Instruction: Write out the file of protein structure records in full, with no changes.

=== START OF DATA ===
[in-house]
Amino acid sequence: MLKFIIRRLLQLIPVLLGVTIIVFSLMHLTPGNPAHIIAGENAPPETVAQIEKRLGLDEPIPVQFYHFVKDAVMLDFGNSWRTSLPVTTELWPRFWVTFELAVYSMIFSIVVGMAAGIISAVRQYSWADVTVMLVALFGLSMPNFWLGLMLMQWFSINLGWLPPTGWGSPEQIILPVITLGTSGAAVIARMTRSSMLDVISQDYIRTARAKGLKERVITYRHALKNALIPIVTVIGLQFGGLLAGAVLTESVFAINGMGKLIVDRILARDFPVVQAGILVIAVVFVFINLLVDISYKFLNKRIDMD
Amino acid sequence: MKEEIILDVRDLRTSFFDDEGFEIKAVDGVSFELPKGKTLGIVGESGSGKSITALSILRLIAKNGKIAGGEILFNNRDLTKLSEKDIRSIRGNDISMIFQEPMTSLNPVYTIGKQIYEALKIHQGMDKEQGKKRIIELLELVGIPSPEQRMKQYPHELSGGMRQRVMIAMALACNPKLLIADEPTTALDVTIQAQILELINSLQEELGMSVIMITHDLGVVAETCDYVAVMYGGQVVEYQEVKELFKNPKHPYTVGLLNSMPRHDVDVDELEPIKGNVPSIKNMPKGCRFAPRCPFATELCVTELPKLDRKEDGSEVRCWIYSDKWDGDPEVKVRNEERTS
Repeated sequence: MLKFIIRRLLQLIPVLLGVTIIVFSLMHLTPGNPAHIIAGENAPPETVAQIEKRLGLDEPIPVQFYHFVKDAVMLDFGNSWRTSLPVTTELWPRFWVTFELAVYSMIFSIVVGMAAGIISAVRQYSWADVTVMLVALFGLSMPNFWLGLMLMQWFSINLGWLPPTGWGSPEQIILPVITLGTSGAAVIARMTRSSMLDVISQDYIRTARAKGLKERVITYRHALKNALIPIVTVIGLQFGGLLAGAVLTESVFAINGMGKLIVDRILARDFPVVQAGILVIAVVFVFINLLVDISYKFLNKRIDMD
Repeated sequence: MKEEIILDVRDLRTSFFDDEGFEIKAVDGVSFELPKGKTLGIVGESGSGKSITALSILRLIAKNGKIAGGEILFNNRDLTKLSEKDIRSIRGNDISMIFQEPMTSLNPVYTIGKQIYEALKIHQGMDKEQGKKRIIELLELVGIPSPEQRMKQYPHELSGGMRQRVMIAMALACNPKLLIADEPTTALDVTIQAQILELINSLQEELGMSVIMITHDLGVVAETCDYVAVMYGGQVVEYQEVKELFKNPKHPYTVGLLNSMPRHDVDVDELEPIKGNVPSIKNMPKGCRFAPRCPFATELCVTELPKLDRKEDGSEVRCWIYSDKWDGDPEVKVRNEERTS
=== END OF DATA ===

[in-house]
Amino acid sequence: MLKFIIRRLLQLIPVLLGVTIIVFSLMHLTPGNPAHIIAGENAPPETVAQIEKRLGLDEPIPVQFYHFVKDAVMLDFGNSWRTSLPVTTELWPRFWVTFELAVYSMIFSIVVGMAAGIISAVRQYSWADVTVMLVALFGLSMPNFWLGLMLMQWFSINLGWLPPTGWGSPEQIILPVITLGTSGAAVIARMTRSSMLDVISQDYIRTARAKGLKERVITYRHALKNALIPIVTVIGLQFGGLLAGAVLTESVFAINGMGKLIVDRILARDFPVVQAGILVIAVVFVFINLLVDISYKFLNKRIDMD
Amino acid sequence: MKEEIILDVRDLRTSFFDDEGFEIKAVDGVSFELPKGKTLGIVGESGSGKSITALSILRLIAKNGKIAGGEILFNNRDLTKLSEKDIRSIRGNDISMIFQEPMTSLNPVYTIGKQIYEALKIHQGMDKEQGKKRIIELLELVGIPSPEQRMKQYPHELSGGMRQRVMIAMALACNPKLLIADEPTTALDVTIQAQILELINSLQEELGMSVIMITHDLGVVAETCDYVAVMYGGQVVEYQEVKELFKNPKHPYTVGLLNSMPRHDVDVDELEPIKGNVPSIKNMPKGCRFAPRCPFATELCVTELPKLDRKEDGSEVRCWIYSDKWDGDPEVKVRNEERTS
Repeated sequence: MLKFIIRRLLQLIPVLLGVTIIVFSLMHLTPGNPAHIIAGENAPPETVAQIEKRLGLDEPIPVQFYHFVKDAVMLDFGNSWRTSLPVTTELWPRFWVTFELAVYSMIFSIVVGMAAGIISAVRQYSWADVTVMLVALFGLSMPNFWLGLMLMQWFSINLGWLPPTGWGSPEQIILPVITLGTSGAAVIARMTRSSMLDVISQDYIRTARAKGLKERVITYRHALKNALIPIVTVIGLQFGGLLAGAVLTESVFAINGMGKLIVDRILARDFPVVQAGILVIAVVFVFINLLVDISYKFLNKRIDMD
Repeated sequence: MKEEIILDVRDLRTSFFDDEGFEIKAVDGVSFELPKGKTLGIVGESGSGKSITALSILRLIAKNGKIAGGEILFNNRDLTKLSEKDIRSIRGNDISMIFQEPMTSLNPVYTIGKQIYEALKIHQGMDKEQGKKRIIELLELVGIPSPEQRMKQYPHELSGGMRQRVMIAMALACNPKLLIADEPTTALDVTIQAQILELINSLQEELGMSVIMITHDLGVVAETCDYVAVMYGGQVVEYQEVKELFKNPKHPYTVGLLNSMPRHDVDVDELEPIKGNVPSIKNMPKGCRFAPRCPFATELCVTELPKLDRKEDGSEVRCWIYSDKWDGDPEVKVRNEERTS